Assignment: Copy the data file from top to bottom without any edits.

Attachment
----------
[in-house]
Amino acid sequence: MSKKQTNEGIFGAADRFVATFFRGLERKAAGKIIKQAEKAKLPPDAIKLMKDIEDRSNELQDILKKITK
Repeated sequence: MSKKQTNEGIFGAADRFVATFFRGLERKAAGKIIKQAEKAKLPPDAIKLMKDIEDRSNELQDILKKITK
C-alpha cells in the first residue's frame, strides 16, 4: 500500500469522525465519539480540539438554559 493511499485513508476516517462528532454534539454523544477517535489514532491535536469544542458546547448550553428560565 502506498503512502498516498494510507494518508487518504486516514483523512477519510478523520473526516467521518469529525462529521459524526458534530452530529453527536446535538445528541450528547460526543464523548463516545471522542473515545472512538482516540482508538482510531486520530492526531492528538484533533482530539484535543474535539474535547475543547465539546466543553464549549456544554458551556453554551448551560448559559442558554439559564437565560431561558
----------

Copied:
[in-house]
Amino acid sequence: MSKKQTNEGIFGAADRFVATFFRGLERKAAGKIIKQAEKAKLPPDAIKLMKDIEDRSNELQDILKKITK
Repeated sequence: MSKKQTNEGIFGAADRFVATFFRGLERKAAGKIIKQAEKAKLPPDAIKLMKDIEDRSNELQDILKKITK
C-alpha cells in the first residue's frame, strides 16, 4: 500500500469522525465519539480540539438554559 493511499485513508476516517462528532454534539454523544477517535489514532491535536469544542458546547448550553428560565 502506498503512502498516498494510507494518508487518504486516514483523512477519510478523520473526516467521518469529525462529521459524526458534530452530529453527536446535538445528541450528547460526543464523548463516545471522542473515545472512538482516540482508538482510531486520530492526531492528538484533533482530539484535543474535539474535547475543547465539546466543553464549549456544554458551556453554551448551560448559559442558554439559564437565560431561558